that proposes Bitcoin Improvement Proposals. It was proposed on August 19, 2011 describing Bitcoin Enhancement Proposals, or BEPs. On September 21, Bitcoin Requests for Comments (BFCs) was decided on instead, until ultimately being changed to the current name on September 23.
Current text of BIP 0001
Title: BIP Purpose and Guidelines
Type: Standards Track
What is a BIP?
BIP stands for Bitcoin Improvement Proposal. A BIP is a design document providing information to the Bitcoin community, or describing a new feature for Bitcoin or its processes or environment. The BIP should provide a concise technical specification of the feature and a rationale for the feature.
We intend BIPs to be the primary mechanisms for proposing new features, for collecting community input on an issue, and for documenting the design decisions that have gone into Bitcoin. The BIP author is responsible for building consensus within the community and documenting dissenting opinions.
Because the BIPs are maintained as text files in a versioned repository, their revision history is the historical record of the feature proposal.
There are three kinds of BIP:
- A Standards Track BIP describes any change that affects most or all Bitcoin implementations, such as a change to the network protocol, a change in block or transaction validity rules, or any change or addition that affects the interoperability of applications using Bitcoin.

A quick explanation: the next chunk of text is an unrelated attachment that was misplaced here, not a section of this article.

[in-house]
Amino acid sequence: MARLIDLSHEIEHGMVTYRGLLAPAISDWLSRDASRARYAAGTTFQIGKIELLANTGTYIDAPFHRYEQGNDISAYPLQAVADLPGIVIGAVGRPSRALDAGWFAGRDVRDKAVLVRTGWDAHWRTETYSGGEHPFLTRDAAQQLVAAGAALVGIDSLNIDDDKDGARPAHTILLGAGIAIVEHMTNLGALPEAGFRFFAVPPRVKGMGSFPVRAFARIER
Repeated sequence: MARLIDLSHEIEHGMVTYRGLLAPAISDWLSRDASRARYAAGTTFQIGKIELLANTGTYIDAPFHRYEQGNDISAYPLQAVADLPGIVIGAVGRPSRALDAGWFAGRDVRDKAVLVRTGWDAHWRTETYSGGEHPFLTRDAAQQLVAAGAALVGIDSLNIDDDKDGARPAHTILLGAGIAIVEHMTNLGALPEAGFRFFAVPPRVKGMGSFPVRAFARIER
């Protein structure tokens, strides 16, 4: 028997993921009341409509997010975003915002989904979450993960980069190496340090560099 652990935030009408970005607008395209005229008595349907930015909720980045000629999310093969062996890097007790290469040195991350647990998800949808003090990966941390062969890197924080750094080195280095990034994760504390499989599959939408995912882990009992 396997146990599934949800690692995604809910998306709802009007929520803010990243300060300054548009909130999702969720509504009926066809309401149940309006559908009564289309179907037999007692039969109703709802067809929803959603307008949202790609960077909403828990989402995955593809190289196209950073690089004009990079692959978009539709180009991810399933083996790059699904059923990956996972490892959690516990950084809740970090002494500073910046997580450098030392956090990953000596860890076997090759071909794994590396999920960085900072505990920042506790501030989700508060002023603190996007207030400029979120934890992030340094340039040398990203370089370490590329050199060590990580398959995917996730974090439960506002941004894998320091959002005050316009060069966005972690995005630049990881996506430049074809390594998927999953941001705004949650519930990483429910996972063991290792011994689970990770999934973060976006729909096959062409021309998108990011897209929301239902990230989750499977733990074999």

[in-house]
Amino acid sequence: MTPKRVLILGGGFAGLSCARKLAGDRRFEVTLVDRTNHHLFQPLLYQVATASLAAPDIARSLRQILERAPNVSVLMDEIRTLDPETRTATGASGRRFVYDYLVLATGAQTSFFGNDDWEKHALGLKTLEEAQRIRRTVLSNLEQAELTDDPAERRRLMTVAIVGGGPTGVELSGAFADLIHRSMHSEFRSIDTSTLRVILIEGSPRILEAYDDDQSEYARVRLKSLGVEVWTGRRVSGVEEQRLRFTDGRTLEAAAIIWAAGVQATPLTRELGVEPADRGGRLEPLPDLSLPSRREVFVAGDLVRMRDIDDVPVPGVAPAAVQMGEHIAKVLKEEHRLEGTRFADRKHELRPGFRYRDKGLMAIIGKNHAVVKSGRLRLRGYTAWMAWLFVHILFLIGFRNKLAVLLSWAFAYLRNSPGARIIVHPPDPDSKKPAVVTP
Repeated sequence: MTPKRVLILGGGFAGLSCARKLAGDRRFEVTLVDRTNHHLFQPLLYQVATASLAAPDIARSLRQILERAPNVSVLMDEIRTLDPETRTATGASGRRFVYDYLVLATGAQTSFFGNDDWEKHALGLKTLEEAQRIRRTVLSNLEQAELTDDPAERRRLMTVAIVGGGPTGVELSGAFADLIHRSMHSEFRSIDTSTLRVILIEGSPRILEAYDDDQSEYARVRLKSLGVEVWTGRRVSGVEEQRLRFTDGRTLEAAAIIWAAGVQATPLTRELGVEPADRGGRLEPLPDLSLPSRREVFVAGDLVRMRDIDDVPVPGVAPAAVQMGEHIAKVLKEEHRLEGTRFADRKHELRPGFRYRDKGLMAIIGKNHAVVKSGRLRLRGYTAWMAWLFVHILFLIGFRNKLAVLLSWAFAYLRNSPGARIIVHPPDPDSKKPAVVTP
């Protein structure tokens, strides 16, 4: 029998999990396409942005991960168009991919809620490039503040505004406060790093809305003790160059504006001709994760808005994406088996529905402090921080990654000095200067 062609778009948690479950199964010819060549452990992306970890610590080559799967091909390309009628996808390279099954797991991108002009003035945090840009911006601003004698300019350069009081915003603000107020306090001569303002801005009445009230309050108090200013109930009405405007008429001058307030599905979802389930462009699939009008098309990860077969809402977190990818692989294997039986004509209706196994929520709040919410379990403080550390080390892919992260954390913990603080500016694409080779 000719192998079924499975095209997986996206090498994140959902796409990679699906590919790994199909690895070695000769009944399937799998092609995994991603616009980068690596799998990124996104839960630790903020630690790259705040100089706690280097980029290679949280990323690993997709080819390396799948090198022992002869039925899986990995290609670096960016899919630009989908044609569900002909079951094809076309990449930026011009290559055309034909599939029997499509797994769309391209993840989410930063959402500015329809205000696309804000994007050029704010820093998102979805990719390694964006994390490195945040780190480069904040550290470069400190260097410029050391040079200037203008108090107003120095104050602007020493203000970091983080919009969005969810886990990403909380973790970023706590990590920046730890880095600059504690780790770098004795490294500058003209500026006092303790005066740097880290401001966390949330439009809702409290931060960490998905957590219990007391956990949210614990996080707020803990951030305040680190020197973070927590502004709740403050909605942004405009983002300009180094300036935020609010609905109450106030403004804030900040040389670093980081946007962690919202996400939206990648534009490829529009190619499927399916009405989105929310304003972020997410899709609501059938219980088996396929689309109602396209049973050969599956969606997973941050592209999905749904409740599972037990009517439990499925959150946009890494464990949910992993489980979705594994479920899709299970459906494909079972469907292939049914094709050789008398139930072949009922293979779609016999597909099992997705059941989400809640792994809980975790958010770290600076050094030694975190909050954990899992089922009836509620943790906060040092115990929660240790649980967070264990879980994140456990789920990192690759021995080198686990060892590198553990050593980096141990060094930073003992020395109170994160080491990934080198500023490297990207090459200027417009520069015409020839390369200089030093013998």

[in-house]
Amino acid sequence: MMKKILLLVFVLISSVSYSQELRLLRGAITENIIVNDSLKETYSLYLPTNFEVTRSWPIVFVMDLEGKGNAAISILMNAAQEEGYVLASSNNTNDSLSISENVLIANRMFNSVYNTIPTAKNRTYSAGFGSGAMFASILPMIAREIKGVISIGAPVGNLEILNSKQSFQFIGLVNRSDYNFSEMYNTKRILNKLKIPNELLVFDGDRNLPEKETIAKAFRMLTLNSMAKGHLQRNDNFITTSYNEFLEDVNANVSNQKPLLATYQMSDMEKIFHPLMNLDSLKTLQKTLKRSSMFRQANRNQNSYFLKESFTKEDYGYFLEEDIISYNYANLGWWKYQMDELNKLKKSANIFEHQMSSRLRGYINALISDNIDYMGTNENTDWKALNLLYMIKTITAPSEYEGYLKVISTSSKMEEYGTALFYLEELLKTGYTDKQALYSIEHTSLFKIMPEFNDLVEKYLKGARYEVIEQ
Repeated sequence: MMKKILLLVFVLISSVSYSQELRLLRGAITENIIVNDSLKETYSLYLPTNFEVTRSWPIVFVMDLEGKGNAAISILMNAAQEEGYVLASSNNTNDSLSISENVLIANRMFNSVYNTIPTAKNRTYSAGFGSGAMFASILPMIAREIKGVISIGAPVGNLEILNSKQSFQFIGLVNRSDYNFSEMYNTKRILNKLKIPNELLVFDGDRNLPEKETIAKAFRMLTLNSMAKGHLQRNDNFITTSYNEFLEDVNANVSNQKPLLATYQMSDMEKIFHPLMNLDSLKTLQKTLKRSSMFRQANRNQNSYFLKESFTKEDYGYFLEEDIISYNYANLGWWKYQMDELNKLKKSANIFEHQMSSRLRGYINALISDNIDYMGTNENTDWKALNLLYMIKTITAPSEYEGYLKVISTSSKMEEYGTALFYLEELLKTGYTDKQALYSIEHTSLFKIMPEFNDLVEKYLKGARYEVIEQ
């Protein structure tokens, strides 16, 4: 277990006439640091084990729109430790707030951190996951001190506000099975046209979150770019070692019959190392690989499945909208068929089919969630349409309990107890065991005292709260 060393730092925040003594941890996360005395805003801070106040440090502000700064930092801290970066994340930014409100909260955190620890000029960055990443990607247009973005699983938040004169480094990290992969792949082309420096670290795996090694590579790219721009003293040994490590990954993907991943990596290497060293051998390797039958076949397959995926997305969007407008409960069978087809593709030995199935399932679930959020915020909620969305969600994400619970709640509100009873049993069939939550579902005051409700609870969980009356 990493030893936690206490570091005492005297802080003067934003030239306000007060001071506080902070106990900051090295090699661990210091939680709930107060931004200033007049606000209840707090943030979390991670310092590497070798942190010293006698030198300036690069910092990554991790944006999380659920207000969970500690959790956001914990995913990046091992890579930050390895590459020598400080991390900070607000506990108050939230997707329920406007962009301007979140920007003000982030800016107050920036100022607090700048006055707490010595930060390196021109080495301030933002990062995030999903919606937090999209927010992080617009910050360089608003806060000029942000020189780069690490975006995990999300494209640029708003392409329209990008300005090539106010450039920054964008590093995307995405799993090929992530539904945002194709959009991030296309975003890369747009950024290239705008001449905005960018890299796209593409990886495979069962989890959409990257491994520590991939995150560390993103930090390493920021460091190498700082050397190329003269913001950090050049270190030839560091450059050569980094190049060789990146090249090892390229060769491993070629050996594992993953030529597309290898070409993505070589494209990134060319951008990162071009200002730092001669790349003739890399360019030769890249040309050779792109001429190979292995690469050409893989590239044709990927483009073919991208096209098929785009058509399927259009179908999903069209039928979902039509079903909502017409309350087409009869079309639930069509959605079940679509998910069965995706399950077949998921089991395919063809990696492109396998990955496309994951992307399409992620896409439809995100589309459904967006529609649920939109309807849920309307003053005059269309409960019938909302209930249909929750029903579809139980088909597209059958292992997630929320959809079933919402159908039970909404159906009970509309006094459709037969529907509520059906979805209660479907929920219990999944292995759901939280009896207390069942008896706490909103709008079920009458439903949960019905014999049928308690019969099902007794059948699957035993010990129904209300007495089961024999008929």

- An Informational BIP describes a Bitcoin design issue, or provides general guidelines or information to the Bitcoin community, but does not propose a new feature. Informational BIPs do not necessarily represent a Bitcoin community consensus or recommendation, so users and implementors are free to ignore Informational BIPs or follow their advice.
- A Process BIP describes a process surrounding Bitcoin, or proposes a change to (or an event in) a process. Process BIPs are like Standards Track BIPs but apply to areas other than the Bitcoin protocol itself. They may propose an implementation, but not to Bitcoin's codebase; they often require community consensus; unlike Informational BIPs, they are more than recommendations, and users are typically not free to ignore them. Examples include procedures, guidelines, changes to the decision-making process, and changes to the tools or environment used in Bitcoin development. Any meta-BIP is also considered a Process BIP.
BIP Work Flow
The BIP editors assign BIP numbers and change their status. Please send all BIP-related email to the BIP editor, which is listed under BIP Editors below. Also see BIP Editor Responsibilities & Workflow.